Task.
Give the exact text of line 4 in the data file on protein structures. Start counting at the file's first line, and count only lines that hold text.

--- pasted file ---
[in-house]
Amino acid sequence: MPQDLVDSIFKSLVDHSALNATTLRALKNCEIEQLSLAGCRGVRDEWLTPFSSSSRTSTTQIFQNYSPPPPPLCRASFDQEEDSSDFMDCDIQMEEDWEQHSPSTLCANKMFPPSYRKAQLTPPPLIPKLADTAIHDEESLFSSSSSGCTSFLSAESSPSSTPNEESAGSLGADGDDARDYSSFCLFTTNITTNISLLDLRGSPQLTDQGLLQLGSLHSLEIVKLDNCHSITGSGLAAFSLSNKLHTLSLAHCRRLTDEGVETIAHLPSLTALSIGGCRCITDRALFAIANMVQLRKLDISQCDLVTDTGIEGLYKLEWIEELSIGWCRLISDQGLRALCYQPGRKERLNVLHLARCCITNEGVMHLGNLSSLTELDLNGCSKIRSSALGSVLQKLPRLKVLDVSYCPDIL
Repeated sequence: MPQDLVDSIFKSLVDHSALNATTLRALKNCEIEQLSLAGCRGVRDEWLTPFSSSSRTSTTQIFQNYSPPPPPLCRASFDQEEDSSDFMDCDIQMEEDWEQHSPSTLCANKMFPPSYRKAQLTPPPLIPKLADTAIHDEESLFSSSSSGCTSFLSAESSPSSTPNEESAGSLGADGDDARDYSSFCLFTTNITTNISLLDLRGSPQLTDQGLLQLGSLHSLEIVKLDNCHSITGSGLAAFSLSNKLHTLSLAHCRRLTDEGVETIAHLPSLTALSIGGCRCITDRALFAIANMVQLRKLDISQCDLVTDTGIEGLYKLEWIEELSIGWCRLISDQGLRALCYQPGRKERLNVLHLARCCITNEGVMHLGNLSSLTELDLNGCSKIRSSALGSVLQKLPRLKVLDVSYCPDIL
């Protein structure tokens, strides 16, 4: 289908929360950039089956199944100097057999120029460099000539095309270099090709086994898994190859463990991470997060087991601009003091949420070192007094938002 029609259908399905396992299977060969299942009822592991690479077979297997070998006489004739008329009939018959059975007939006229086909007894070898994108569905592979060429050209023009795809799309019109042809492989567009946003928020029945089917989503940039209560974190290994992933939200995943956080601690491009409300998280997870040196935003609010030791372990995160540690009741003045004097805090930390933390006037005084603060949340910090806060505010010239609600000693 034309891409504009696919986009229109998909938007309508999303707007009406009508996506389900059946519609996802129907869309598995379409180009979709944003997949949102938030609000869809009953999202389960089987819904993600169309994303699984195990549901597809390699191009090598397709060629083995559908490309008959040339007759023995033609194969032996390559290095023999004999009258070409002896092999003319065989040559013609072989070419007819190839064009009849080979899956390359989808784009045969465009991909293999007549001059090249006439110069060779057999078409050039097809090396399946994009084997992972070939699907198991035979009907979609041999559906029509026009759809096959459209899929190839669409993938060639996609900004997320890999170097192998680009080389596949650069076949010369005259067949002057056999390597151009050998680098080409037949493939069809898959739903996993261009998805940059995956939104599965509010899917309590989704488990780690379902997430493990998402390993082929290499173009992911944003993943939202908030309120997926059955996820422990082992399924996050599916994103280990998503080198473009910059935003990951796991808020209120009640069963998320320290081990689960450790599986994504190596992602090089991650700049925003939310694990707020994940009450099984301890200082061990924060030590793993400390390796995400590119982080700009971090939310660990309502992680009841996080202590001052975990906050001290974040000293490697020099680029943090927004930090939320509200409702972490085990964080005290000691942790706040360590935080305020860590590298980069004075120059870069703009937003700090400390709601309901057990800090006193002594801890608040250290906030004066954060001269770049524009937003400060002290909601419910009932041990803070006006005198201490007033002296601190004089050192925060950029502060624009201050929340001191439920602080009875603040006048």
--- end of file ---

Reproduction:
């Protein structure tokens, strides 16, 4: 289908929360950039089956199944100097057999120029460099000539095309270099090709086994898994190859463990991470997060087991601009003091949420070192007094938002 029609259908399905396992299977060969299942009822592991690479077979297997070998006489004739008329009939018959059975007939006229086909007894070898994108569905592979060429050209023009795809799309019109042809492989567009946003928020029945089917989503940039209560974190290994992933939200995943956080601690491009409300998280997870040196935003609010030791372990995160540690009741003045004097805090930390933390006037005084603060949340910090806060505010010239609600000693 034309891409504009696919986009229109998909938007309508999303707007009406009508996506389900059946519609996802129907869309598995379409180009979709944003997949949102938030609000869809009953999202389960089987819904993600169309994303699984195990549901597809390699191009090598397709060629083995559908490309008959040339007759023995033609194969032996390559290095023999004999009258070409002896092999003319065989040559013609072989070419007819190839064009009849080979899956390359989808784009045969465009991909293999007549001059090249006439110069060779057999078409050039097809090396399946994009084997992972070939699907198991035979009907979609041999559906029509026009759809096959459209899929190839669409993938060639996609900004997320890999170097192998680009080389596949650069076949010369005259067949002057056999390597151009050998680098080409037949493939069809898959739903996993261009998805940059995956939104599965509010899917309590989704488990780690379902997430493990998402390993082929290499173009992911944003993943939202908030309120997926059955996820422990082992399924996050599916994103280990998503080198473009910059935003990951796991808020209120009640069963998320320290081990689960450790599986994504190596992602090089991650700049925003939310694990707020994940009450099984301890200082061990924060030590793993400390390796995400590119982080700009971090939310660990309502992680009841996080202590001052975990906050001290974040000293490697020099680029943090927004930090939320509200409702972490085990964080005290000691942790706040360590935080305020860590590298980069004075120059870069703009937003700090400390709601309901057990800090006193002594801890608040250290906030004066954060001269770049524009937003400060002290909601419910009932041990803070006006005198201490007033002296601190004089050192925060950029502060624009201050929340001191439920602080009875603040006048």